December 1st, 2009
03:20 PM ET
9 years ago

Members of Congress react to Obama's Afghanistan decision

Washington (CNN) - President Barack Obama's decision to send another 30,000 troops to Afghanistan met with a mixed reaction among Capitol Hill Democrats Tuesday. Leading Republicans backed the additional deployments, but questioned the creation of a three-year withdrawal timetable.

The sharp disagreement among members of Obama's own party indicates potential political trouble for the president as he tries to rally the country around his decision to expand American involvement in the eight-year conflict.

Obama is slated to announce the new troop deployments - along with the three-year withdrawal plan - in a speech at the U.S. Military Academy at West Point, New York, on Tuesday night.

(Read reactions from selected members of Congress after the jump)

Sen. Russ Feingold, D-Wisconsin:
"I am not in favor of what I have heard so far. ... Fundamentally I think increasing troops is not the answer, and I will be actively opposing it. I am confused why we would spend three years taking enormous loss and enormous cost in Afghanistan where we have other priorities that are greater."

Sen. Bernie Sanders, I-Vermont (caucuses with Democrats):
"It's a reaction of disappointment. This country is in the midst of a severe recession. We need to invest in our young people. We need to invest in infrastructure. We need to invest in sustainable energy. ... This is an international issue. This is not just an American issue. Where is Europe? Where is Russia? Where is China? Are they just sitting around and saying we don't have to do anything because Uncle Sam is going to pay the bills?"

Sen. Claire McCaskill, D-Missouri:
"I'm hopeful this president has taken the time and made the effort to think through whatever mission we will have over there. How we will accomplish it within a reasonable timeframe with some kind of certainty to the American people. The surge came about in Iraq because this kind of deliberative thought never occurred in the Bush administration as it related to (the) conflict in Iraq."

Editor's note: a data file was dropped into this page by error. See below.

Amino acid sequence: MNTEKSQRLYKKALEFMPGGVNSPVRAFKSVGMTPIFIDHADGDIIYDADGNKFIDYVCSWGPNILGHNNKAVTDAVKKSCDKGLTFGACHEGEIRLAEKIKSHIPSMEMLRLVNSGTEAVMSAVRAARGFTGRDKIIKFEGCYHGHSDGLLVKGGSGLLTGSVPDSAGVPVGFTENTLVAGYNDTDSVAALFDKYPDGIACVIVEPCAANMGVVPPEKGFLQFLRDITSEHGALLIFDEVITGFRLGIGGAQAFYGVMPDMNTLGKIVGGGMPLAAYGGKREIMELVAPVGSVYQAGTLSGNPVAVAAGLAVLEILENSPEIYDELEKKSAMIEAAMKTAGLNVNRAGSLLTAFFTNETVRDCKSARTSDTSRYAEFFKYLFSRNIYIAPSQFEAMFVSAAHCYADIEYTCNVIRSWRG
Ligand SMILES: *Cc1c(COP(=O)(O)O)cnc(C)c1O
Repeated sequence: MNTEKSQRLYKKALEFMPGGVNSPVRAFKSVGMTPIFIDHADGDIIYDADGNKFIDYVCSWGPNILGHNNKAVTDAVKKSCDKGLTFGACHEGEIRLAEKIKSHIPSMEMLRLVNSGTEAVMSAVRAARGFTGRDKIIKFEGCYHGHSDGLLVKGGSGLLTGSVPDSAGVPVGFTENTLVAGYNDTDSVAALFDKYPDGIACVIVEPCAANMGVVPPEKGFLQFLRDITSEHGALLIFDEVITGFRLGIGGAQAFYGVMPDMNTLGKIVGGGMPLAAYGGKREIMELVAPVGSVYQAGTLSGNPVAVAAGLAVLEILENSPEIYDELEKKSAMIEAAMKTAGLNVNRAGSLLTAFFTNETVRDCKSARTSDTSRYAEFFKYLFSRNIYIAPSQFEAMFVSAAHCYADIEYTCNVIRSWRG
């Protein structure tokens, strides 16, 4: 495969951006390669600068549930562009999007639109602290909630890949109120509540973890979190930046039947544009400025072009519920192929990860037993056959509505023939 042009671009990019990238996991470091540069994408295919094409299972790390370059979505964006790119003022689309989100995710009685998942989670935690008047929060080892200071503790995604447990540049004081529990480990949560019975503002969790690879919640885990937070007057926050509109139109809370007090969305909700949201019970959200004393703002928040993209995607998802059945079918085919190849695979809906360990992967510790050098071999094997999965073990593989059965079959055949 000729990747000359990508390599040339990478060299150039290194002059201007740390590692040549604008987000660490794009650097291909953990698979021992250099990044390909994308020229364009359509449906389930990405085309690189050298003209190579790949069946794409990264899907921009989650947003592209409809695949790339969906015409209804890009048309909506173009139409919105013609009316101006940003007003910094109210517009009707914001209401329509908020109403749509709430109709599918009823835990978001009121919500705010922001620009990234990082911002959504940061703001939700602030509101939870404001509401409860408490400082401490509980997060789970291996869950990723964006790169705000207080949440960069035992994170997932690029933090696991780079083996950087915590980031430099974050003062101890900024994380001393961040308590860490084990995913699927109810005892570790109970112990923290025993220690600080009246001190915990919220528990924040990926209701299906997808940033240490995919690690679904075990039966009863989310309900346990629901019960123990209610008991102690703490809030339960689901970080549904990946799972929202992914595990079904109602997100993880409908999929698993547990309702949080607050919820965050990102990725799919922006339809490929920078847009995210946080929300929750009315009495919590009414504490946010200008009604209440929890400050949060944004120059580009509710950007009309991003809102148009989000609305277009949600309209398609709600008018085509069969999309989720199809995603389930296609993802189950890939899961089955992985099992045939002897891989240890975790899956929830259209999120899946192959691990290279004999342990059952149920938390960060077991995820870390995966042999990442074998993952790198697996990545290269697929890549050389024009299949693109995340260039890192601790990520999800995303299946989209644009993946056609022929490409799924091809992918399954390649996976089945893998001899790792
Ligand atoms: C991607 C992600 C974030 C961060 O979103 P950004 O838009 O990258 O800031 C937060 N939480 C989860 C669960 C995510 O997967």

Sen. Mary Landrieu, D-Louisiana:
"I generally support (Obama's plan) but I have two concerns. One, that we find a way to pay for this, not just charge it to our children and grandchildren. Secondly, I want to know more about the increase of troops and resources because I'm not convinced we can ultimately defeat the Taliban with military might alone. ... I want to support increased muscle but that muscle has to be attached to increased hope and opportunity and economic support."

Sen. Bob Casey, D-Pennsylvania:
"We have to be very thoughtful about this. We have to get it right. The stakes are higher than they were in Iraq. It's going to take a lot of work in both parties. ... Just as the president engaged in a multi-week review, I think the Congress needs to do the same as well. ... We have to get it right, and if that means there's a division (then) there's a division."

Rep. Jane Harman, D-California:
"Expanding our military footprint in Afghanistan is a mistake. A larger occupation gives the Taliban an enhanced recruiting tool, continues the dependency of Afghan fighters on our superior training and logistics, and commits scarce U.S. resources ... at a time when other counterterrorism challenges - including inside the United States - appear more urgent."

Rep. Steny Hoyer, D-Maryland:
"Across the spectrum (the Democratic) caucus is concerned about the failure to succeed in Afghanistan. ... There is significant concern about whether or not we can be successful. ... It is a free-world responsibility, and the free world ought to participate in a proportional way."

Sen. Kit Bond, R-Missouri:
Obama is "finally doing the right thing. ... (But) announcing a withdrawal date is a little bit like telling people you're going to play the first three quarters of a football game and then you're going to take the first team off the field. I think those decisions need to be made by the commanders on the ground."

Sen. John McCain, R-Arizona:
"Certainly I support the (additional 30,000 troops) but I am very concerned about whether there is a date certain for withdrawal. Success is what causes us to withdraw. You don't want to tell the enemy you're coming and you're leaving."

Sen. Saxby Chambliss, R-Georgia:
"I am on board with giving Gen. McChrystal exactly what he asked for in terms of more troops." But "I have no idea" what (Obama's thinking is) in establishing a three-year withdrawal timetable. "It's pretty obvious where we're going to be three years from now. We'll be in the middle of another election."

–CNN's Ted Barrett, Dana Bash, Craig Broffman, Lisa Desjardins and Deirdre Walsh contributed to this report.

Filed under: Afghanistan • Congress • Popular Posts • President Obama
soundoff (42 Responses)
  1. LacrosseSon

    Hey, Ms. Harman–the terrorists are OVER THERE. How does surrendering to them make us safer???